A friendly reminder to the Twin Cities technology community: Don't stop networking.

Just last month, Paul DeBettignies, a leading Twin Cities technology recruiter who blogs as "Minnesota Headhunter," posted on the Minnesota High Tech Association LinkedIn page: "After many conversations with employers, industry associations, user groups and the state, we believe the IT unemployment rate is less than 2 percent. For the most part and with some exceptions everyone in IT is working. Assuming this to be generally true we would be back to an employment market resembling peak employment of November 2007."

It might seem counterintuitive, but the right time for professional networking is when things are going well -- when you're fully employed, meeting new people as a natural part of your job, feeling confident and have news and information to share.

Of course, it takes discipline to keep on networking; you don't want to recall the dark days when you were asking everyone if they had any leads. Now's the time to avoid being the person that people only hear from when he or she wants something.

In addition to improving your personal chances for ongoing career success, networking makes the whole community stronger. Just weeks before the upheaval of Sept. 11, 2001, the New York-based consulting company Genesis 10 opened a branch in the Twin Cities. That branch has grown to be Genesis 10's largest, and many of the company's most successful innovations started here.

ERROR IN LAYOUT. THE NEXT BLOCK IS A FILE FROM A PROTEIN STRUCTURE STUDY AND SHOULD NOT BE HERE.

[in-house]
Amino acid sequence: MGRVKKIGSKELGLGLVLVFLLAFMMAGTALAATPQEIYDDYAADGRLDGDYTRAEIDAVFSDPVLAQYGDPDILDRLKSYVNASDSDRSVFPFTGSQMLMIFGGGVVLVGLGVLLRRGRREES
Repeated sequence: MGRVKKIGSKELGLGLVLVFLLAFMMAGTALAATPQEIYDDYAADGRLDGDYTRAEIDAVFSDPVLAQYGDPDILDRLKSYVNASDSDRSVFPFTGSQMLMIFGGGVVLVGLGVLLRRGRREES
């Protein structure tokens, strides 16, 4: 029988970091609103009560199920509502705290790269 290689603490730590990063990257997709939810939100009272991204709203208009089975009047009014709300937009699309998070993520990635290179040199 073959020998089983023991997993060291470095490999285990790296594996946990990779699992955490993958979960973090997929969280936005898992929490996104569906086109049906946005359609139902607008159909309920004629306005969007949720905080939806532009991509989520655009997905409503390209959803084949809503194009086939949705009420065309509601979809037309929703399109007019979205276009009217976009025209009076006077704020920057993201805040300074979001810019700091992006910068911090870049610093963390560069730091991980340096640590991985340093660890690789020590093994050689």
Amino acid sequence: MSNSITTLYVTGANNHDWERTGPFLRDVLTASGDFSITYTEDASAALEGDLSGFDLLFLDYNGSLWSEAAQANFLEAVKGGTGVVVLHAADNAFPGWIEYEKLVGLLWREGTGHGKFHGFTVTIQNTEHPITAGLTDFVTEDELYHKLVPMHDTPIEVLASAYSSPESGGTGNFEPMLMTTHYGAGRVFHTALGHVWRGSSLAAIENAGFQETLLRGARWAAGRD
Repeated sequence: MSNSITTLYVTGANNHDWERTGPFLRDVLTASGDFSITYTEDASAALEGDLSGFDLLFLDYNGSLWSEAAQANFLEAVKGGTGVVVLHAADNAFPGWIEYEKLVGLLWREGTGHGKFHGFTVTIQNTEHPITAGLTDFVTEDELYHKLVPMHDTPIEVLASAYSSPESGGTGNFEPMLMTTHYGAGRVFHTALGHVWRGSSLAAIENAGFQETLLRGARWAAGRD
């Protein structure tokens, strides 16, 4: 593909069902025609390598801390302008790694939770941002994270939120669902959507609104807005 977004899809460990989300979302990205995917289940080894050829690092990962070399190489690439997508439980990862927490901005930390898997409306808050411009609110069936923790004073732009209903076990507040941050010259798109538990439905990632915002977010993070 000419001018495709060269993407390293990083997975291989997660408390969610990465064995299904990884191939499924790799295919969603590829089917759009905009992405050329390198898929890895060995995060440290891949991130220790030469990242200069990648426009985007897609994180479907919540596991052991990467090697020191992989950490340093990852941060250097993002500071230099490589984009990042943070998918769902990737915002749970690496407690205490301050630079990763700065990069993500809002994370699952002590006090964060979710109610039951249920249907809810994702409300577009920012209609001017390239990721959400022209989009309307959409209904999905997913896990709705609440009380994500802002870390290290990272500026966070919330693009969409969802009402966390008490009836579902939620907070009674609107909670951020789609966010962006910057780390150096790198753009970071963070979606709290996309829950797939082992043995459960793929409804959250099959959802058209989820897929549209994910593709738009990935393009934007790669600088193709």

Jeanine Rickson, Genesis 10's chief talent officer who was one of the local branch founders, credits that success, in part, to the Twin Cities technology network. "We have a market that's strong and diverse," she said. "The Project Management Institute and International Institute of Business Analysts are much stronger and more active than in other communities. We have talented professionals who are continuous learners, growing their craft. You don't see that in every community."

In a vibrant technology community like ours, the opportunities for networking are many and varied. Here are just a few:

Project Management Institute-Minnesota (PMI-MN). The chapter holds monthly meetings and an annual professional development seminar. The "Chapter that Cares" also offers numerous volunteer opportunities (www.pmi-mn.org).

International Institute of Business Analysts (IIBA) of Minneapolis-St. Paul. This group offers monthly meetings, continuing education, social events and volunteer opportunities (www.iibamsp.org, or follow the chapter on Facebook).

Twin Cities Code Camp. An organization "by and for the developer community," TCCC holds events twice a year, in spring and the fall (www.twincitiescodecamp.com).

Girls in Tech Minneapolis-St. Paul. GIT was "born out of a need to provide a place for women to cultivate ideas around their careers and business concepts that involve technology, as well as to inspire young women to pursue technology careers." The Twin Cities chapter, one of 57 nationwide, holds "She's Geeky" networking events and an annual "unConference" (www.gitmsp.org).


If you really don't have the time to attend a networking event or meeting, try these LinkedIn groups for discussions and sharing:

Twin Cities Technology Professionals

Minnesota High Tech Association

Minnesota Information Technology Professionals

Minnesota Medical Technology Network